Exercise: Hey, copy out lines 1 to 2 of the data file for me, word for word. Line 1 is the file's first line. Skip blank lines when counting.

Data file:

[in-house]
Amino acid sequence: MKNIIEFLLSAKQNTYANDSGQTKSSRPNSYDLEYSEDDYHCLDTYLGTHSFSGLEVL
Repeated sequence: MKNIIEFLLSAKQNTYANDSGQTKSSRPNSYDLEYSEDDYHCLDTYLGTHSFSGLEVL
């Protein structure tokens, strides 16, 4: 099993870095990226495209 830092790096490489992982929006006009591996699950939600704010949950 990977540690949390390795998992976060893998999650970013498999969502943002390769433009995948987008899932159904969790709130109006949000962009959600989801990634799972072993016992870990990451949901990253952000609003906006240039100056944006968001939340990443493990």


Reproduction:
[in-house]
Amino acid sequence: MKNIIEFLLSAKQNTYANDSGQTKSSRPNSYDLEYSEDDYHCLDTYLGTHSFSGLEVL